• A concise, creative, confident communication style, with a strong visual sense and excellent English writing and editing skills
  • Experience working in the non-profit sector, specifically in internet policy
  • Experience dealing with multiple cultures and languages.

Note that fluency in French, Spanish will be a distinct advantage.

Communications, media and social marketing
You will work on a four-person editorial team to produce original news and feature content in English, French and Spanish. A suitable, qualified candidate could also be appointed as editorial chief of our French-language website ( and our twice-monthly French-language newsletter, APCNouvelles. 

On issues related to communications and internet policy, you will act as international media liaison and sometimes spokesperson with primarily print, web and radio media in English (and potentially Spanish and French). You will assist the communications team in developing and monitoring relationships with the media and in the production of media releases.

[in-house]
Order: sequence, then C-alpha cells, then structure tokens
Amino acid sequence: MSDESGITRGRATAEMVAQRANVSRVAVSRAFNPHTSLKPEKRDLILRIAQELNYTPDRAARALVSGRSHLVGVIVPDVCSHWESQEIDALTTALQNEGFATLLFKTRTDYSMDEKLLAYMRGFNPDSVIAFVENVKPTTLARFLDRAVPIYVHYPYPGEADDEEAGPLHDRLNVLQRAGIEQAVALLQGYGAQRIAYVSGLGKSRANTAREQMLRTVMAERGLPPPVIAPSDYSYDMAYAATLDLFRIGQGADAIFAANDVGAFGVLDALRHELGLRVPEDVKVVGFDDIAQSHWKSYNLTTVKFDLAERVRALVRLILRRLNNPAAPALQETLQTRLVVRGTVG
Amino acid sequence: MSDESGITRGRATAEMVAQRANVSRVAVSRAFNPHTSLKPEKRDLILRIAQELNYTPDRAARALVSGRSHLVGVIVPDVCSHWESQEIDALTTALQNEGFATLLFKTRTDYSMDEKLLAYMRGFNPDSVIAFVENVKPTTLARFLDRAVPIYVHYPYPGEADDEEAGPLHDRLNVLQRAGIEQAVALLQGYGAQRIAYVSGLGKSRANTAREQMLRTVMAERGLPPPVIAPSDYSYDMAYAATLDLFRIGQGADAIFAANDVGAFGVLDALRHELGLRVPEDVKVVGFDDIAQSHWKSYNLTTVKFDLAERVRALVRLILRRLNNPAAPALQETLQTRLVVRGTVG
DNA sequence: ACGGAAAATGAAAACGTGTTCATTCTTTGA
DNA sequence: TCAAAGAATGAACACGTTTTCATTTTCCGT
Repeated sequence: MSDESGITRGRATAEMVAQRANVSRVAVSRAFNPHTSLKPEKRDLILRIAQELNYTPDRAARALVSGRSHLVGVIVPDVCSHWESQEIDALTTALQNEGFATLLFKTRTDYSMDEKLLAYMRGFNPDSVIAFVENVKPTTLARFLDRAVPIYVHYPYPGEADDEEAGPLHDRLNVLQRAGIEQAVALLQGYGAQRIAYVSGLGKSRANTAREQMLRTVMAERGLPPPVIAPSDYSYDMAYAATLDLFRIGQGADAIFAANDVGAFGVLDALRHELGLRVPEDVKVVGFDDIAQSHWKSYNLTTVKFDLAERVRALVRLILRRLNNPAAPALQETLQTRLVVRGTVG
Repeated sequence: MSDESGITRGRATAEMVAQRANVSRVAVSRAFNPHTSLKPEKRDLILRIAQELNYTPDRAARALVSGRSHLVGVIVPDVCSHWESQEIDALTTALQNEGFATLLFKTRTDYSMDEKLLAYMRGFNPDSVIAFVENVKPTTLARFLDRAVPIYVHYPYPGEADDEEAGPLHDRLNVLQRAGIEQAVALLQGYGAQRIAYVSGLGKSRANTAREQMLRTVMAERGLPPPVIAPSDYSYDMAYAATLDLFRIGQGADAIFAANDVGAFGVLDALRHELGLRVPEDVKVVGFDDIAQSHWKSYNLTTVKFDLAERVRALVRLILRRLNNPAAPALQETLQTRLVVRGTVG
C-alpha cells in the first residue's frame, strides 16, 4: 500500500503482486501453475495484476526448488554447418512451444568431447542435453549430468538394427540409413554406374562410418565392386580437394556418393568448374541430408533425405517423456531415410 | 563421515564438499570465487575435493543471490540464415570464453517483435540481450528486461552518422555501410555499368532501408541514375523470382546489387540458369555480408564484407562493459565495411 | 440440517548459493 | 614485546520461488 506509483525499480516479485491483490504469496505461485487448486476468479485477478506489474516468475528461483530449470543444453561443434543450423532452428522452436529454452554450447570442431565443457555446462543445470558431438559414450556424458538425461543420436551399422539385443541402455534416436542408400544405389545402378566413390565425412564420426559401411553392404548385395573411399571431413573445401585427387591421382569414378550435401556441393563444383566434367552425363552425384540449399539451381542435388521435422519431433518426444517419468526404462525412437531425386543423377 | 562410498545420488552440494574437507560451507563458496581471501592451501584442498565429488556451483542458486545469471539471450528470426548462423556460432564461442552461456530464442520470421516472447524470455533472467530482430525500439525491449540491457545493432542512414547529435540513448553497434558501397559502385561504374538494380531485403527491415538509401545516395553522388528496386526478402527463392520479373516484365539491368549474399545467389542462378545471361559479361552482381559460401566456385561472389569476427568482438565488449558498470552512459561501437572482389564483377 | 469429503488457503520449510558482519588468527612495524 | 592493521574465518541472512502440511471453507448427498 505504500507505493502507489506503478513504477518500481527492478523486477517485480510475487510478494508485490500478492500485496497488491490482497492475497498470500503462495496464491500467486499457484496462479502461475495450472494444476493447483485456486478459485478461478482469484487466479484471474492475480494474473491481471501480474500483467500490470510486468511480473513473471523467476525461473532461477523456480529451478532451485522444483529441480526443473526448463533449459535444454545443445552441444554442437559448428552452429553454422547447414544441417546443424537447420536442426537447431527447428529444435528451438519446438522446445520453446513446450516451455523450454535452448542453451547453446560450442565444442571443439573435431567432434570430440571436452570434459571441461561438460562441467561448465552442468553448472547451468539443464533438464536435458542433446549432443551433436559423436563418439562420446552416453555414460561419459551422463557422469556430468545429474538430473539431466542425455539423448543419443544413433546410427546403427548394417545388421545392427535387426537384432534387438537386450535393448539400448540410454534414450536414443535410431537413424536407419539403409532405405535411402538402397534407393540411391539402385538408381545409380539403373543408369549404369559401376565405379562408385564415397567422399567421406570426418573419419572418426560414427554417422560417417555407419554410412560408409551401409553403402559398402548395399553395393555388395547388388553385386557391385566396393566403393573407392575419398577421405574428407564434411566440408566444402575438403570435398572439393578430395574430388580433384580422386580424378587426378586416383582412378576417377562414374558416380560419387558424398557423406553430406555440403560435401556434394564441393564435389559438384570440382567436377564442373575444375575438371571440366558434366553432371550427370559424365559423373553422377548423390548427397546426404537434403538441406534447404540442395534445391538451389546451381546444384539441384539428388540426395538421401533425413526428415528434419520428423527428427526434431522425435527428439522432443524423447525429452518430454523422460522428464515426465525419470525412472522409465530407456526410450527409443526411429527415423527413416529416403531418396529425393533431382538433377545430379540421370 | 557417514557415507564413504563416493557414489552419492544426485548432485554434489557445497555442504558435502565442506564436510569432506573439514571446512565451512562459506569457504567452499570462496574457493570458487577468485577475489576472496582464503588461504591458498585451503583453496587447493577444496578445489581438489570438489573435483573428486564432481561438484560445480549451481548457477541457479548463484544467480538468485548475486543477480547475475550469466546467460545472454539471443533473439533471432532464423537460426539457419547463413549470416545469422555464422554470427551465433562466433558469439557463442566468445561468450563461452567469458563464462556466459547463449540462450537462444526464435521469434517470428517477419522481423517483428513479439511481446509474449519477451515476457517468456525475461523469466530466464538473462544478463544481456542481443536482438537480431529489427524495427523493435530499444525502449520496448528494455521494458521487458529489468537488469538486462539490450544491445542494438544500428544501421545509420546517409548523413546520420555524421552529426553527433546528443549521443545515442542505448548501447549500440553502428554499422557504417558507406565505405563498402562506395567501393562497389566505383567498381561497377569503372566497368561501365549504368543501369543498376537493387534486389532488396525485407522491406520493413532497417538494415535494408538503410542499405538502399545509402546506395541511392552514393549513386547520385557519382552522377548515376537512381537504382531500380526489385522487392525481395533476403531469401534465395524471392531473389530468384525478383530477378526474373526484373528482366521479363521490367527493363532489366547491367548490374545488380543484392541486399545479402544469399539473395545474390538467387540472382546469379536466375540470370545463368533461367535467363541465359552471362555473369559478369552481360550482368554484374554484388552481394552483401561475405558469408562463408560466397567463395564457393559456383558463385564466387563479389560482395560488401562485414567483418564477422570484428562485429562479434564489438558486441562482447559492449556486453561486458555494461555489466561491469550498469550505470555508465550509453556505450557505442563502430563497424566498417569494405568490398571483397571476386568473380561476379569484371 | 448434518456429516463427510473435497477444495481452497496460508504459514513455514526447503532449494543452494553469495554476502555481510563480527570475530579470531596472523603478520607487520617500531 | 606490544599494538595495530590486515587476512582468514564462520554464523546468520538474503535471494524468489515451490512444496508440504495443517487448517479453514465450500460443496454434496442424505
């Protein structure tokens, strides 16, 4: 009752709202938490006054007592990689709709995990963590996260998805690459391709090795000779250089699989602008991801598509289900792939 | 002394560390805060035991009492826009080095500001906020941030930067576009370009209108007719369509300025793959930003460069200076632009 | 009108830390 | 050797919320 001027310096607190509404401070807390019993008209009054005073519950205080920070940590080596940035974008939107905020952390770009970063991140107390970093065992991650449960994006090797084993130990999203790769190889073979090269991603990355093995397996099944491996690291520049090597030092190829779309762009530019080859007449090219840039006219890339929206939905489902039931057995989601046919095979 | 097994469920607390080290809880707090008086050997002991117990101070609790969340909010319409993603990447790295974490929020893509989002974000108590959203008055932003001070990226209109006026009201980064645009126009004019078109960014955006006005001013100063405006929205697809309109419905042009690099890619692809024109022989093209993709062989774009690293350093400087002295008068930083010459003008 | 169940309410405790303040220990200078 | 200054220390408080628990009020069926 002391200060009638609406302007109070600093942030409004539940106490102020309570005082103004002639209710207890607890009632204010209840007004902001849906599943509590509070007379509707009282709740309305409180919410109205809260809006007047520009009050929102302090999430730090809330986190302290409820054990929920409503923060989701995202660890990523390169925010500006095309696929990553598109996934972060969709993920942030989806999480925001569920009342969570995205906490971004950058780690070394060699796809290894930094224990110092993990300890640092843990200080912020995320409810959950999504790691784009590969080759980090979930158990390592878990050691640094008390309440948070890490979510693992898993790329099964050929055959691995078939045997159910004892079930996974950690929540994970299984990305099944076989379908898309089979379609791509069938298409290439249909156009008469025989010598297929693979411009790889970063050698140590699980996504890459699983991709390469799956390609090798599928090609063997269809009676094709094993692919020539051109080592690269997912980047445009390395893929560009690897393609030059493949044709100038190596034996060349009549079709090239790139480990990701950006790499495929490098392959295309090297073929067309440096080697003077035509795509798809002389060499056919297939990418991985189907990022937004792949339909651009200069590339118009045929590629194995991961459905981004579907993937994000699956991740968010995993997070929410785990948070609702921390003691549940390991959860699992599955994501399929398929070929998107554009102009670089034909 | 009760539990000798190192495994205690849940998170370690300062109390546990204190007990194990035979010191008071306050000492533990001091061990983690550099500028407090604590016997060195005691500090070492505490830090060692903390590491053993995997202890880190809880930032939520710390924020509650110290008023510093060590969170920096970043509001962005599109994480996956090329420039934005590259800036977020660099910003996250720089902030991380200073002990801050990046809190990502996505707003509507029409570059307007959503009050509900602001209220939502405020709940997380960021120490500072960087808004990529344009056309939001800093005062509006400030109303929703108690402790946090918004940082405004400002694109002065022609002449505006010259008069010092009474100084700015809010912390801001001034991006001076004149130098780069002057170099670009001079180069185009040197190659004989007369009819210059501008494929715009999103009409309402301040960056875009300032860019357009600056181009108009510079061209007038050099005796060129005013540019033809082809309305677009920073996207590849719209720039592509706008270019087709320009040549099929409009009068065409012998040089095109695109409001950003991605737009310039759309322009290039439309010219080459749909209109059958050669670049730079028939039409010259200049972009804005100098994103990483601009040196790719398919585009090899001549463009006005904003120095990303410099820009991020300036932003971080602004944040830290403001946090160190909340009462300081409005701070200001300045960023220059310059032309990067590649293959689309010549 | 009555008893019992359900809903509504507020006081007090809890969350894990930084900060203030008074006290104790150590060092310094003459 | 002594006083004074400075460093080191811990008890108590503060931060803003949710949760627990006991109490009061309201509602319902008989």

You will keep APC up to date in social networking spaces, planning and coordinating strategic approaches to product launches and events.

You will join one other communications officer in reporting to the communications manager and will work on a day-to-day basis with the CIPP manager and staff, as well as the entire APC staff and its members. Most of the work takes place in mailing lists.

Remuneration and working conditions
The remuneration for this position is negotiable depending on skills,qualifications and experience.
The successful applicant is expected to provide his or her own computer,have easy access to an internet connection, and work during normaloffice hours. Reimbursement for office supplies and communication costs will be covered by APC. While much of the communications work will take place online, some travel to meetings, conferences and workshops is expected.